viaduct

Seattle City Councilmember Mike O'Brien, longtime opponent of the waterfront tunnel, has been pushing Washington State Department of Transportation officials to be more transparent.
KUOW Photo/Joshua McNichols

Pioneer Square sank more than an inch, and Bertha the giant tunnel boring machine is still stuck, but state officials are putting on a happy face.

Washington State Department of Transportation officials returned to the Seattle City Council Monday to discuss worst-case scenarios for the waterfront tunnel project. Bertha, stuck under downtown Seattle for nearly a year, was mid-rescue when officials realized that buildings were settling deeper into the ground.

Yikes.

Bryan Runbert
KUOW Photo/John Ryan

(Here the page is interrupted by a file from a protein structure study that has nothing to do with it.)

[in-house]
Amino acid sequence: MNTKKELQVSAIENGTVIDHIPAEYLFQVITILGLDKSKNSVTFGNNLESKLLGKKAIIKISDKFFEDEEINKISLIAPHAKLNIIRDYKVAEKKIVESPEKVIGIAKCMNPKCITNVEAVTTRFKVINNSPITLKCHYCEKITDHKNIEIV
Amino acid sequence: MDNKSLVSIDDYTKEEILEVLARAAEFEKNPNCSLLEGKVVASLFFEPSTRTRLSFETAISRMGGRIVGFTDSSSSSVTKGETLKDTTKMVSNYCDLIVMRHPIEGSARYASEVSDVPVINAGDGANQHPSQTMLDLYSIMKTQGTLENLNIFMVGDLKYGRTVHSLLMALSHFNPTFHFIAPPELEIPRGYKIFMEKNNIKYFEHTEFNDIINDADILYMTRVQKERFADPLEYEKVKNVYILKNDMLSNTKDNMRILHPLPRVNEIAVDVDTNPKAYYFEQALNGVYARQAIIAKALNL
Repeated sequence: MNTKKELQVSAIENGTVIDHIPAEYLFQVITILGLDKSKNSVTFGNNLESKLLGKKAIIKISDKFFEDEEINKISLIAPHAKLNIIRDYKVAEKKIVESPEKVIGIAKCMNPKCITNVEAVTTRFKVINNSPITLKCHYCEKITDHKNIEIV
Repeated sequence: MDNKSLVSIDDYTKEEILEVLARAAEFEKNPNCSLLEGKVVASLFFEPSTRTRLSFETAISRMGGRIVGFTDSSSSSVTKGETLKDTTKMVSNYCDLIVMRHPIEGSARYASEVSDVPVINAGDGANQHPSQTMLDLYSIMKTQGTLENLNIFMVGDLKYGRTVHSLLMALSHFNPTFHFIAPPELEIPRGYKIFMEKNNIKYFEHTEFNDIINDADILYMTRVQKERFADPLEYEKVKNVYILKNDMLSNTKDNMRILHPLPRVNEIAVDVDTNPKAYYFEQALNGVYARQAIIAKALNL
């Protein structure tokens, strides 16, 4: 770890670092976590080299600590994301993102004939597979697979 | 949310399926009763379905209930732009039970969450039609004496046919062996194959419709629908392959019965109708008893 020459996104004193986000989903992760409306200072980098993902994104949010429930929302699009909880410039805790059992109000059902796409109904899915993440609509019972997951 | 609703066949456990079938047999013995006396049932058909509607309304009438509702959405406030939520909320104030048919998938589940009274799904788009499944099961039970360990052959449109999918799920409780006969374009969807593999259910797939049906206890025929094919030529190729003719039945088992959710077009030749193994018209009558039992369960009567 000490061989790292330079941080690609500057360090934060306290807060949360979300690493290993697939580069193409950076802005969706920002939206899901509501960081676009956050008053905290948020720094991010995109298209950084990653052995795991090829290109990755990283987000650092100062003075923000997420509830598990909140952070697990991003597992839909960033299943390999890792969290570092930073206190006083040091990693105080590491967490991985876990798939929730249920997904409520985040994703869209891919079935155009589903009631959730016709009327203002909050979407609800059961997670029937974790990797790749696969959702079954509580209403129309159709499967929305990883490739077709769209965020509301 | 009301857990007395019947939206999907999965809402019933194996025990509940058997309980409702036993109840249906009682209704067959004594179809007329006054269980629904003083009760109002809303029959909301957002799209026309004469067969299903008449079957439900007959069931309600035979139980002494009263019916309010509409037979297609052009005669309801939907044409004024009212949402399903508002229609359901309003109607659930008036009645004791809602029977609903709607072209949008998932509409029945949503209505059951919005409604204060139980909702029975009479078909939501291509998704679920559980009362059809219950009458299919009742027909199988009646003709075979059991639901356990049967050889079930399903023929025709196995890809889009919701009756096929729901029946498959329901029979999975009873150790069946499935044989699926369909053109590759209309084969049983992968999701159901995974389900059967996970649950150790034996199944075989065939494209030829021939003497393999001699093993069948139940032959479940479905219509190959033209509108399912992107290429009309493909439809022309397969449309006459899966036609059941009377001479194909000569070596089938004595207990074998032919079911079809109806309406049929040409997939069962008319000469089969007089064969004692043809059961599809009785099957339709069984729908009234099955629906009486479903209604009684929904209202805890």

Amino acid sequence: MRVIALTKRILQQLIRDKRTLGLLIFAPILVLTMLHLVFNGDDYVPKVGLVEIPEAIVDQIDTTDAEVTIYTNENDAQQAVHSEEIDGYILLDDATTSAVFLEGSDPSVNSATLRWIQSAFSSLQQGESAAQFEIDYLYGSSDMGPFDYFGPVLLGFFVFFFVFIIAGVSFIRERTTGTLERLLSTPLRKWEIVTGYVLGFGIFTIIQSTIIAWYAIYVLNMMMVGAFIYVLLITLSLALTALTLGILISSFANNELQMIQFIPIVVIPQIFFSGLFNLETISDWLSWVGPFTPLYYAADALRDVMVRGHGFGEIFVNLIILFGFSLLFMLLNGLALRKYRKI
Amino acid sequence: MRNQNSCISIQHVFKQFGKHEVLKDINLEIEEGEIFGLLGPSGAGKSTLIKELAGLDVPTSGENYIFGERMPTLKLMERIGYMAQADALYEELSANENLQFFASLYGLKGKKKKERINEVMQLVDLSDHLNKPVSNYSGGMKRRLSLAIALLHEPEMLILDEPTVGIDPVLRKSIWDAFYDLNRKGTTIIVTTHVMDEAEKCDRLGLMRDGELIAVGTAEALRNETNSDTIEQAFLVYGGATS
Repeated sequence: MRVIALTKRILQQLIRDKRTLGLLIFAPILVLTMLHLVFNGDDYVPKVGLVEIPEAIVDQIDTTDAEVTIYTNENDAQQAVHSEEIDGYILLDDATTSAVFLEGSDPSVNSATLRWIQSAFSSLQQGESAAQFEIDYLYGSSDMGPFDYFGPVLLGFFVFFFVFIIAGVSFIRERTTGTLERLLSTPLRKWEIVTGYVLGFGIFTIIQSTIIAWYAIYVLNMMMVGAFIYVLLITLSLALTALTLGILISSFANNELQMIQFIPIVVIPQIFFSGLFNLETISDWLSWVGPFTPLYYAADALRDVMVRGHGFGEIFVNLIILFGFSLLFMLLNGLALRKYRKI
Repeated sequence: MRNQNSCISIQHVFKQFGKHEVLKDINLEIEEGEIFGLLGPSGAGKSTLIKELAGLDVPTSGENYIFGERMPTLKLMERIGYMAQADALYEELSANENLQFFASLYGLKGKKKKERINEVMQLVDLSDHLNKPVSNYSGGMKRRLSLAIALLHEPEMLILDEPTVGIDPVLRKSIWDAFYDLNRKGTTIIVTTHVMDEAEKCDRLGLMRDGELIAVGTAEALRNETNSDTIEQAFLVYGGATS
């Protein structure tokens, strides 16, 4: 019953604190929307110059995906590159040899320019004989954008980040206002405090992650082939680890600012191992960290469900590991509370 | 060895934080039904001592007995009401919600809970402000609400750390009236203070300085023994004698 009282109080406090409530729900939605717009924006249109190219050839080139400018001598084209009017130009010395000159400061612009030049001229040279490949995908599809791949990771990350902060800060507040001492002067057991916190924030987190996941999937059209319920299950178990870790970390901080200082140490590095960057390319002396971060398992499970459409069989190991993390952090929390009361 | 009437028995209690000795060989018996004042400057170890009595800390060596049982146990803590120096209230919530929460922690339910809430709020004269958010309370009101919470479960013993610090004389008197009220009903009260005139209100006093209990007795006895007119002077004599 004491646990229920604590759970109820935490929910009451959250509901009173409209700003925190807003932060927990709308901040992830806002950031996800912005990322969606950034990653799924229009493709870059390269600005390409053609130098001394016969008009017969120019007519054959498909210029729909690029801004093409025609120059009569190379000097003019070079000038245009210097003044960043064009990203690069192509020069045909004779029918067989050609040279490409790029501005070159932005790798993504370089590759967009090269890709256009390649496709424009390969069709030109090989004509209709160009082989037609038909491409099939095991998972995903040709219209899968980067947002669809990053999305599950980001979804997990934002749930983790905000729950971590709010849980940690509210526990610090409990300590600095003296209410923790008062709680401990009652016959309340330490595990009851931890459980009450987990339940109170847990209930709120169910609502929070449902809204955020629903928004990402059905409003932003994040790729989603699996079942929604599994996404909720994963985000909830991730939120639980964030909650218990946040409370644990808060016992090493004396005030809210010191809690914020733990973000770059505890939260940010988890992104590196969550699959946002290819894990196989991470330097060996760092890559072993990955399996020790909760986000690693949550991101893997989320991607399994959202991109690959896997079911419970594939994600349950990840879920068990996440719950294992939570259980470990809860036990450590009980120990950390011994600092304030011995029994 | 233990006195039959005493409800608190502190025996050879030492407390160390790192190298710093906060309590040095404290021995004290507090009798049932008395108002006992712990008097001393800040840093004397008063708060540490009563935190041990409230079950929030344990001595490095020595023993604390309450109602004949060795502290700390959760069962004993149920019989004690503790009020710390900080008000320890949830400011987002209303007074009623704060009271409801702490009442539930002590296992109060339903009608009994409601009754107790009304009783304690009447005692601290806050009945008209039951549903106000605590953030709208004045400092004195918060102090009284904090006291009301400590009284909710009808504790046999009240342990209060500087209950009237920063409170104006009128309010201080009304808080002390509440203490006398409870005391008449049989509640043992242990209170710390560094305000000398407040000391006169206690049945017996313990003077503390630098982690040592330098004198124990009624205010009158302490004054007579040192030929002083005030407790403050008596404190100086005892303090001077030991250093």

The world’s largest tunneling machine started grinding into the soil beneath downtown Seattle Tuesday afternoon. The machine known as Bertha is digging a 58-foot-wide tunnel to replace the Alaskan Way Viaduct.

Flickr Photo/WSDOT

Very soon, a massive piece of machinery will start to burrow two miles out from Seattle. It’s building the tunnel that will replace the Alaskan way viaduct.

Tomorrow, WSDOT is hosting a big sendoff for the biggest tunneling machine in the world, affectionately named Bertha. The public is invited to check it out Saturday between 11:30 a.m. and 3:00 p.m., provided closed-toed shoes are worn.

Flickr Photo/SDOT Photo

Driving around Seattle this weekend will be trickier than normal. The Seattle Department Of Transportation plans to close parts of Aurora and Mercer Street around South Lake Union as part of the effort to convert Mercer into a two-way street. The city's now focusing on the Mercer West project, the section of Mercer between Dexter Avenue and West Fifth Avenue.

Bow Jones

Bertha is here. The world’s largest tunnel boring machine arrived in Seattle Tuesday after being shipped from Japan. It’s expected to reach land sometime this week. After that, in a few months, it will get to work drilling the tunnel that will replace the Alaskan Way Viaduct.